Montgomery County's child abuse cases are now being examined by a specialized group of police, prosecutors and social workers who began meeting recently to discuss how the most serious cases of physical abuse should be handled.

While the three agencies that investigate child abuse from different vantage points have worked together informally for years, they say the new, systematic approach to reviewing all serious cases will ensure that more children are protected while their abusers are caught and punished.

"One of the goals is to help reduce the number of cases that might slip through the cracks . . . to try to protect these kids," said Lt. Tim Delaney, supervisor of the Montgomery County police's youth division.

The group, which has been meeting weekly since November, reviews all cases of physical abuse, allegations involving day-care facilities, suspicious deaths of children and anything involving an adult already convicted of child abuse, said prosecutor Laura Chase, supervisor of the Family Violence Unit for the Montgomery state's attorney's office.

Montgomery's handling of child abuse cases came under intense criticism in 1998, after a 5-year-old boy was found tortured in his Germantown home and an 18-month-old Wheaton girl died after her father shook her so hard that she suffered fatal bleeding in her brain. In both cases, county social workers had returned the children to their parents.

A three-month grand jury investigation prompted by those cases found that some county social workers were poorly trained and that their investigative reports were often "sketchy," "vague" or wrong.

Chase said the new group was patterned after a Child Advocacy Center in San Diego that brings together officials from different agencies, and was not formed in response to any one case.

"Everyone will think about that case for a very long time," Chase said of the 5-year-old Germantown boy. "It tugs at our heart strings. There are things we learn from every case that impact what we do, but I can't say it was that case more than any other."

The problem before, Chase and others say, stemmed from the fact that child abuse cases can become a jigsaw puzzle with different agencies examining different pieces. Sometimes the agencies shared information. Sometimes they didn't.

A social worker, for example, might have investigated a family where abuse is suspected to determine where the children should live. A police detective might have investigated the same circumstances to determine whether a crime was committed and, if so, who should be arrested.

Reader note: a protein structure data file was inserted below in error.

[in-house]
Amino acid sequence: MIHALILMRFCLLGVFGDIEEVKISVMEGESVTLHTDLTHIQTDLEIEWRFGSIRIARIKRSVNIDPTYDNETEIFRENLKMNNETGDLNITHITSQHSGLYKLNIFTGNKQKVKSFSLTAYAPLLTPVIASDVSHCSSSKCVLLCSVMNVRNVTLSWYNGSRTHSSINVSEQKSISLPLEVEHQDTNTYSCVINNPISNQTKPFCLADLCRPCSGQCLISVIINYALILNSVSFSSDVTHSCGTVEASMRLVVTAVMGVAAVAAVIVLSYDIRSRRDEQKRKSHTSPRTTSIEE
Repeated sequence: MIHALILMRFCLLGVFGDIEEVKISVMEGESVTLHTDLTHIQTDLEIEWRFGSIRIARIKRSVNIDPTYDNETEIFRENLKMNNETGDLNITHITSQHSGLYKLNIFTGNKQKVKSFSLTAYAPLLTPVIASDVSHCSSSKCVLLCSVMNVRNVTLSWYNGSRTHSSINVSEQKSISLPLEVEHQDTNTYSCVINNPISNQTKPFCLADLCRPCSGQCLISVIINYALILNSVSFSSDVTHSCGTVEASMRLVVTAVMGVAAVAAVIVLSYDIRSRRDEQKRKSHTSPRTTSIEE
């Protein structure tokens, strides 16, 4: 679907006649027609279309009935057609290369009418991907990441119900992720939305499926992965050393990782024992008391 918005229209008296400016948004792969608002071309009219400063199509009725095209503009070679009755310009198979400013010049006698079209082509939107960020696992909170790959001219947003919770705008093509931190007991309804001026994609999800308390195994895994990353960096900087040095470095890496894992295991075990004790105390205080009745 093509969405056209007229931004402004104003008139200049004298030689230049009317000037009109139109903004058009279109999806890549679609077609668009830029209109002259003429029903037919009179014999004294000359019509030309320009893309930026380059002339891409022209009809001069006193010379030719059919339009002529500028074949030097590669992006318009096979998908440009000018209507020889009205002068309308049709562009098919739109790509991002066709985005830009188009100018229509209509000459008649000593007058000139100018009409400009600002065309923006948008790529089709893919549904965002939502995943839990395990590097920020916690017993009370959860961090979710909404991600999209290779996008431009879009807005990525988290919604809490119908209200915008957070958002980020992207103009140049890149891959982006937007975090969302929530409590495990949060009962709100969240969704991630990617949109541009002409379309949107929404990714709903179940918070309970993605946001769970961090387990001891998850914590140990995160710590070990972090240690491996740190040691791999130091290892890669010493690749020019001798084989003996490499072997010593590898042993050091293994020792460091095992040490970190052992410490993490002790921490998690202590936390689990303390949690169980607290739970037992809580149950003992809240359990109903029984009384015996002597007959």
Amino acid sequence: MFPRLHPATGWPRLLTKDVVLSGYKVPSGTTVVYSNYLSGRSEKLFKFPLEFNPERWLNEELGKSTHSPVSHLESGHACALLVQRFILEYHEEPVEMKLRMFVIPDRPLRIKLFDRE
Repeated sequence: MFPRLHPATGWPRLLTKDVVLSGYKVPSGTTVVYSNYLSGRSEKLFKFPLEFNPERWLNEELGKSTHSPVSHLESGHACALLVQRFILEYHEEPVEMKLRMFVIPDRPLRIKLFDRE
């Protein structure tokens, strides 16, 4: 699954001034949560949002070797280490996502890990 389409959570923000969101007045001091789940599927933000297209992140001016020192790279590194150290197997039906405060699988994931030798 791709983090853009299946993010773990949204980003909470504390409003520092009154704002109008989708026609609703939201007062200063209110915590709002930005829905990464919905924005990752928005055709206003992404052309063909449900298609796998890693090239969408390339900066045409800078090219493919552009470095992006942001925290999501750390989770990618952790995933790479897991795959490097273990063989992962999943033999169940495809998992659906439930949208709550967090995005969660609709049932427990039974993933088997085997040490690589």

Meanwhile, prosecutors who would have to take the case to court sometimes didn't learn about it or the available evidence until after an arrest had been made.

A social worker might have discussed a child's future with a judge in Juvenile Court while a prosecutor and police detective tried to determine whether that same child would make a good witness against the abuser in District or Circuit Court, authorities say.

Police "are primarily focused on the offender, and we're primarily focused on the child, so they may have information that's helpful for us in determining an appropriate placement for a child," said Agnes Leshner, manager of Child Welfare Services for the county. "We have experience with abusive patterns in a family that we could share with them. . . . We're trying to use everyone's expertise."

Each year, Montgomery police investigate about 100 cases of alleged physical abuse that might amount to a crime, while county social workers annually handle as many as 1,200 complaints regarding children, Delaney said.

By looking at some cases together, Delaney said, group members can use their various points of view to "identify children that we need to pay some special attention to."

For example, one agency might get a call from a neighbor concerned about not seeing a local child in a few days, while another agency gets a call from a teacher concerned that the same child is becoming withdrawn in class. Alone, neither call, on its face, might warrant immediate investigation, authorities say. But viewed together, they would spark a more serious look.

Chase said prosecutors like having a way to hear regularly from police and social workers about the cases they are taking to court. The investigators can help prosecutors evaluate the strength of the state's evidence, she said, and can give input on how well a child may testify in court.

"We want them to give us the full picture of what's going on, so we're fully informed when we make our plea offers or our charging decisions," Chase said. "Now everyone is at the table at the same time, rather than having piecemeal conversations with the prosecutor."